The 5 different values of align-items property is given below:

  • Stretch 
    The flexbox items will stretch across the whole cross axis (this is default).
  • Flex-Start
    The flexbox items are aligned at the start of the cross axis. By default, the cross axis is vertical. This means the flexbox items will be aligned vertically at the top.
  • Flex-End 
    The flexbox items are aligned at the end of the cross axis.
    By default, the cross axis is vertical. This means the flexbox items will be aligned vertically at the bottom.
  • Center
    The flexbox items are aligned at the center of the cross axis.
    By default, the cross axis is vertical. This means the flexbox items will be centered vertically.
  • Baseline
    The flexbox items are aligned at the baseline of the cross axis.
    By default, the cross axis is vertical. This means the flexbox items will align themselves in order to have the baseline of their text align along a horizontal line.

Example in codepen:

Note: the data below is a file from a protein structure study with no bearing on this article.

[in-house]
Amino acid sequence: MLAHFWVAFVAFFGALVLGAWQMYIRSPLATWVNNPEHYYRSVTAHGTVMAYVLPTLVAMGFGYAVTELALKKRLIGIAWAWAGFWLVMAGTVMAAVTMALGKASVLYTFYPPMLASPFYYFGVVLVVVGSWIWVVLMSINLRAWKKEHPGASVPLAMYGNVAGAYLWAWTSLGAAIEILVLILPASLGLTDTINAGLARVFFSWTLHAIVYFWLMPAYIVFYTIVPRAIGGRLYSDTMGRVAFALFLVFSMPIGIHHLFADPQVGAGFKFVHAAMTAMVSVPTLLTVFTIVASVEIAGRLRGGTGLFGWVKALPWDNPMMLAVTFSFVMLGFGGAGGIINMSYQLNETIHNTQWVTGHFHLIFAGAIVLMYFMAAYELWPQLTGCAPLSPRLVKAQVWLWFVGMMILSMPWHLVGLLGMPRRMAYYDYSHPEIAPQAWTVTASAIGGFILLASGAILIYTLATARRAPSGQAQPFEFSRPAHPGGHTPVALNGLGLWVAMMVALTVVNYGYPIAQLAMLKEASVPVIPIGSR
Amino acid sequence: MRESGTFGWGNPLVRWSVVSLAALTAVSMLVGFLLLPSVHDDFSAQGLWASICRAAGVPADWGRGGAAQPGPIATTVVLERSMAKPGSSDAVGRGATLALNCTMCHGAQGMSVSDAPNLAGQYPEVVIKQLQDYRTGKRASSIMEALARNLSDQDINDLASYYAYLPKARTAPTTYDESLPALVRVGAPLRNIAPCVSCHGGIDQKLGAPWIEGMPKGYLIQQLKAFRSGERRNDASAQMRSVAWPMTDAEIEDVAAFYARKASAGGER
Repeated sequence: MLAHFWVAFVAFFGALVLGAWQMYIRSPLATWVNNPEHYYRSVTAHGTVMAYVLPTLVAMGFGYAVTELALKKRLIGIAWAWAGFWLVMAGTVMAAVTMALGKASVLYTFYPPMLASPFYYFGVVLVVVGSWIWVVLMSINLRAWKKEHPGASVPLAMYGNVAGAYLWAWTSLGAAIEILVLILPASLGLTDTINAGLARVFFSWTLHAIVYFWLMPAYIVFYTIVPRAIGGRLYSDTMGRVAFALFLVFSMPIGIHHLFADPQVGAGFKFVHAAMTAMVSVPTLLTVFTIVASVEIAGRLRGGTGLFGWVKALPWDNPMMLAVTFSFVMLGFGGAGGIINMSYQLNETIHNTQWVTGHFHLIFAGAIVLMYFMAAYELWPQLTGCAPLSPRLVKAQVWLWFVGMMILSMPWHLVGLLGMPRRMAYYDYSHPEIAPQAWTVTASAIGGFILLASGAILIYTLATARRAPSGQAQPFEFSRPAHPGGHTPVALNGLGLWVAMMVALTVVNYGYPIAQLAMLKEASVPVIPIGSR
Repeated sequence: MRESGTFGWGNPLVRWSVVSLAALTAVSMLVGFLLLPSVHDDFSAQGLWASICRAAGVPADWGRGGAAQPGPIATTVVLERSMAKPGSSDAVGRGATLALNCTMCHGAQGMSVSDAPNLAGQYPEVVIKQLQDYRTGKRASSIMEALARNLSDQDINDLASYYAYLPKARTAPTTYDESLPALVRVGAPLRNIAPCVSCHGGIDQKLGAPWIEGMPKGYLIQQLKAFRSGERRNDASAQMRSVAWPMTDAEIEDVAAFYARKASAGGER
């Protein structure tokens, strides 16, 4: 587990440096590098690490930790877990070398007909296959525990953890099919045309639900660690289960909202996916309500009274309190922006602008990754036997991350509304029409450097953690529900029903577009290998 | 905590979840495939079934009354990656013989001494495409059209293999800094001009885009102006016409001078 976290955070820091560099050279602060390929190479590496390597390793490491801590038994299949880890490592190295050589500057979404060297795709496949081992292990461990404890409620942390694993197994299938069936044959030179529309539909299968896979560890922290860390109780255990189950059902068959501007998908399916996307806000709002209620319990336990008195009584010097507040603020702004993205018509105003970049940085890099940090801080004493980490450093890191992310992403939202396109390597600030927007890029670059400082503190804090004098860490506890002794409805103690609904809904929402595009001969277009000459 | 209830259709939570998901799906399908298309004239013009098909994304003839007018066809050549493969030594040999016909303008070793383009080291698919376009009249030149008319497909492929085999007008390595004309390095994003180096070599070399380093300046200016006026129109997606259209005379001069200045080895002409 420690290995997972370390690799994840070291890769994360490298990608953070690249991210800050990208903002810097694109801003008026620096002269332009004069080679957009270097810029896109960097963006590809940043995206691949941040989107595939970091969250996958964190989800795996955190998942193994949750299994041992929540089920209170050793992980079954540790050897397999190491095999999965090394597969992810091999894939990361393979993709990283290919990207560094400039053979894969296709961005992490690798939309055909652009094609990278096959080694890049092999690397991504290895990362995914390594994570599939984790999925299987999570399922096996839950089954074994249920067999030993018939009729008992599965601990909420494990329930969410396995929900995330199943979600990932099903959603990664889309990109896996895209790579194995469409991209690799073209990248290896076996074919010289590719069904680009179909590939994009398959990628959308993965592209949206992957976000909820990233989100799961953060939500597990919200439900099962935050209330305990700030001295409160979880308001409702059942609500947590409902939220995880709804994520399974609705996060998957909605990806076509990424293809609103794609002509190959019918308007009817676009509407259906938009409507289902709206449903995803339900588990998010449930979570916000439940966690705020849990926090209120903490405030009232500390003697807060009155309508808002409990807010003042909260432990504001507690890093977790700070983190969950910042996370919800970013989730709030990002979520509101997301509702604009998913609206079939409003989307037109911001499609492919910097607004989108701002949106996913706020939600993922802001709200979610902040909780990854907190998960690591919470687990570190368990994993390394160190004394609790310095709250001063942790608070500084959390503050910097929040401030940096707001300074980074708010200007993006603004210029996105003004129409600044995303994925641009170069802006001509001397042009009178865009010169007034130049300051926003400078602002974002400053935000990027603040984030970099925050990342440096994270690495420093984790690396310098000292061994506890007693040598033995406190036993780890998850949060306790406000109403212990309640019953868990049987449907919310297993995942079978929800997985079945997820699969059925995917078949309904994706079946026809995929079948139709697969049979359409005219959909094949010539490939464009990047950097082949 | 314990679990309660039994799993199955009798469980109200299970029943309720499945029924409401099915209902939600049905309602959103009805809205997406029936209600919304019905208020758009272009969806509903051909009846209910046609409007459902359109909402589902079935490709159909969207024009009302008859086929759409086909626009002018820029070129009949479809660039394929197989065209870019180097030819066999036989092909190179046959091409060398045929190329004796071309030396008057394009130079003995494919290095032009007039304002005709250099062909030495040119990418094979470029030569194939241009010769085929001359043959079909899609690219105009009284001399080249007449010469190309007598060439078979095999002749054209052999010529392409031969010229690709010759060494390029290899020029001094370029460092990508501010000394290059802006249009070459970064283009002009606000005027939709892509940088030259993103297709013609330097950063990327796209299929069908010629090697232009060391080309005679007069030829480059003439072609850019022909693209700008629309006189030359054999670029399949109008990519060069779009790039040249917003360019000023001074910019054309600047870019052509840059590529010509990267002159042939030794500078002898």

Align Content

The align-content property helps to align a flex container’s lines within it when there is extra space in the cross-axis, similar to how justify-content aligns individual items within the main-axis. Note, this property has no effect when the flexbox has only a single line.

The 5 different values of align-items property is given below:

  • Stretch 
    Each line will stretch to fill the remaining space.
  • Flex-Start
    Each line will only fill the space it needs. They will all move towards the start of the flexbox/grid container’s cross axis.

 

  • Flex-End 
    Each line will only fill the space it needs. They will all move towards the end of the flexbox/grid container’s cross axis.

 

  • Center
    Each line will only fill the space it needs. They will all move towards the centre of the flexbox container’s cross axis.

 

  • Space-between
    Each line will only fill the space it needs. The remaining space will appear between the lines
  • Space-around
    Each line will only fill the space it needs. The remaining space will be distributed equally around the lines: before the first line, between the two, and after the last one.

Example in codepen:

 

Order Property

The order property specifies the order of the flex child.  Order property specifies the order in which a flex-child is displayed and laid out within a flex-parent. 

The order value must be a number, default value is 0.  The order property controls the order in which they appear in the flex parent.

 

Example in codepen: